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CROWN POINT — A defense attorney for a man accused of strangling a local radio personality and her daughter in 2016 has filed a motion seeking to suppress video evidence showing him at the victims' residence.

James A. Lohnes, 49, was arrested in Ohio nearly a week after Velia "Val" Taneff, 86, and her daughter Lana Taneff, 63, were found strangled to death Jan. 17, 2016, at Velia Taneff's Calumet Township property.

Mark Chargualaf, an attorney for Lohnes, filed a motion last week seeking to suppress a video police say shows the Taneff property in the 2300 block of West 44th Avenue on Jan. 16 and 17, 2016.

According to court records, the video shows Velia Taneff walking with Lohnes sometime after 4:27 p.m. Jan. 16, according to the affidavit. Lohnes is later seen by himself entering and exiting Taneff’s home and rental property.

Ohio State Police arrested Lohnes nearly a week later on the Ohio Turnpike near Montpelier, after a trooper saw him walking near Taneff's Cadillac as it was parked along the road. Lohnes told the trooper Taneff had gone to a gas station because they ran out of gas, court records say.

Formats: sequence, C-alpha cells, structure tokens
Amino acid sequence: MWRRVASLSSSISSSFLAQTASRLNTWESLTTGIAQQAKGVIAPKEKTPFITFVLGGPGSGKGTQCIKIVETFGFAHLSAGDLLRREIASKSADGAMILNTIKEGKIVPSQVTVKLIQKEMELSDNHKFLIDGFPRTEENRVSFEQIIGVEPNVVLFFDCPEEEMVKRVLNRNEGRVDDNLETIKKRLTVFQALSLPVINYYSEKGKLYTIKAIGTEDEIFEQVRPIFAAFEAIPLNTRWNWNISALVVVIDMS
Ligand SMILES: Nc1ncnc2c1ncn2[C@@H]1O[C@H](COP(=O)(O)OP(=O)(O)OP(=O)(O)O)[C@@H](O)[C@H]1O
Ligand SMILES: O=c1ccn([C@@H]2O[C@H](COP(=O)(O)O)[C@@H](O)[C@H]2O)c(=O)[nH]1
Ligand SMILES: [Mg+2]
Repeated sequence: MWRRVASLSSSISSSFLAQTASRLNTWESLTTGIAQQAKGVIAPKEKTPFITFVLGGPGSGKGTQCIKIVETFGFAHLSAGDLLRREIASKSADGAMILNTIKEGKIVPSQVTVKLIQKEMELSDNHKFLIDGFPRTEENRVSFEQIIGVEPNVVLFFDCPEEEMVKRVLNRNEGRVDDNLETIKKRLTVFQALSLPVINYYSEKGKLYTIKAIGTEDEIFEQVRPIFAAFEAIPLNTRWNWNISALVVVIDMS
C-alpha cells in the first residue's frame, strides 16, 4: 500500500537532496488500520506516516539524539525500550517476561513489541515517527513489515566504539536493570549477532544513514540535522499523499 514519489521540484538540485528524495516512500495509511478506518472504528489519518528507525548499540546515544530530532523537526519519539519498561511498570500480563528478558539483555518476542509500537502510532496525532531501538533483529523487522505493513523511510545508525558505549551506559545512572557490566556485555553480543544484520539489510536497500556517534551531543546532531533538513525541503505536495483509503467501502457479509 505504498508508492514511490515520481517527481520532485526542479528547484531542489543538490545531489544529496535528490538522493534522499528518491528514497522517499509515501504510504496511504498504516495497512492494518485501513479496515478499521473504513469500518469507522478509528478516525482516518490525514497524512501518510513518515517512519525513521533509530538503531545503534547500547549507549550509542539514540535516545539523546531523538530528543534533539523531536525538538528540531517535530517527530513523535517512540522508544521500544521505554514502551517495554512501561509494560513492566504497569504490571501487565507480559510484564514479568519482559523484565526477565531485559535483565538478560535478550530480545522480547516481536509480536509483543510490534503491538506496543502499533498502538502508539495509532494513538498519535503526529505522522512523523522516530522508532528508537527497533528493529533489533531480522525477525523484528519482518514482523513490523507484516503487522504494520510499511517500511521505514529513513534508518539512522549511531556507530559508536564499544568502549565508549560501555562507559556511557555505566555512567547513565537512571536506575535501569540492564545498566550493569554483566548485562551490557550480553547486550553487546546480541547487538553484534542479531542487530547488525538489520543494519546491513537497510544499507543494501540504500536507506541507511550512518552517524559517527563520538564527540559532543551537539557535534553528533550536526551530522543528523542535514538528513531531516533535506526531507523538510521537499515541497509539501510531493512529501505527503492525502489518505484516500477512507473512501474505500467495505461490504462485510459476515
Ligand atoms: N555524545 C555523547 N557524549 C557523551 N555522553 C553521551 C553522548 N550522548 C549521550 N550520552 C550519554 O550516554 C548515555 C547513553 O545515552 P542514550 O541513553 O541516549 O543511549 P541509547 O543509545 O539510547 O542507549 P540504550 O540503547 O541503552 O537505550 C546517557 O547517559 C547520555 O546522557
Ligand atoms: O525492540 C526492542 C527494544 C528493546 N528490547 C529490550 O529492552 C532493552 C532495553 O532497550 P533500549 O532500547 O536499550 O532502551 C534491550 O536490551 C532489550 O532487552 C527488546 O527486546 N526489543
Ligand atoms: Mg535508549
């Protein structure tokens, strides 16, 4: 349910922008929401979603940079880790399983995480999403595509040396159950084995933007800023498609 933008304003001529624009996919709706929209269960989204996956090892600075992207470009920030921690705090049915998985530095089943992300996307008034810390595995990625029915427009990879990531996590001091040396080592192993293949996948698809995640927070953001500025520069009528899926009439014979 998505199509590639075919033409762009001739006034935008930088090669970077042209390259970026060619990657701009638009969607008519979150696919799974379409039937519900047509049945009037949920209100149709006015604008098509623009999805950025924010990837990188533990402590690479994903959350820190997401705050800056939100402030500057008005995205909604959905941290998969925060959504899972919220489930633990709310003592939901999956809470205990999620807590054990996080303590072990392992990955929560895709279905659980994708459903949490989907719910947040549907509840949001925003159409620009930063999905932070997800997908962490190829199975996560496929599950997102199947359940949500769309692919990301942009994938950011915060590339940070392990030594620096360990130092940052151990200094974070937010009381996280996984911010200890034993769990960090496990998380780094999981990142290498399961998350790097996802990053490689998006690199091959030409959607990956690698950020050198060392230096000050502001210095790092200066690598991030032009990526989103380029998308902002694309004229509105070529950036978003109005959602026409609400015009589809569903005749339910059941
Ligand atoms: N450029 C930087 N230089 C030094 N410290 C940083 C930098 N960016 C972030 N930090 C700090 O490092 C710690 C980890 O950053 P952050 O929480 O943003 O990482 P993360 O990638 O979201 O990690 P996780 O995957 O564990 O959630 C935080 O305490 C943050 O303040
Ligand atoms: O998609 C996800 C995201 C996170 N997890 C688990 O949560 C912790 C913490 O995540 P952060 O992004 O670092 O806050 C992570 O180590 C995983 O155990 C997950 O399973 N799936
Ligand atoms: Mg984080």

Chargualaf's motion says the DVR unit that captured the video was taken to the Gary Police Department. During an attempt to open the file, the unit stopped working because of a power surge or overload.

The unit was inspected by a third party and shipped to a data recovery specialist in Eden Prairie, Minnesota, where the footage "was allegedly cloned," the motion says.

"No witness viewed the original, noncloned footage," Chargualaf wrote.

As a result, defense attorneys anticipate Lake County prosecutors will be unable to properly establish chain of custody for the video to be admitted as evidence at trial.

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The video also is missing several time periods, "bringing into question its completeness and authenticity," the motion states.

Admission of the video as evidence would violate Lohnes' right to a fair trial and constitutional right to confront witnesses, Chargualaf wrote.

Prosecutors have not yet filed a response to the motion.

Nicholas Barnes, another attorney for Lohnes, said during a court hearing Aug. 22 that Lohnes had been deemed competent to stand trial.

Lake Criminal Court Judge Samuel Cappas set a hearing for Oct. 4 on Lohnes' motion to suppress. 

Lohnes is scheduled to stand trial starting Nov. 12.

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Lake County Courts and Social Justice Reporter

Sarah covers crime, federal courts and breaking news for The Times. She joined the paper in 2004 after graduating from Purdue University Calumet.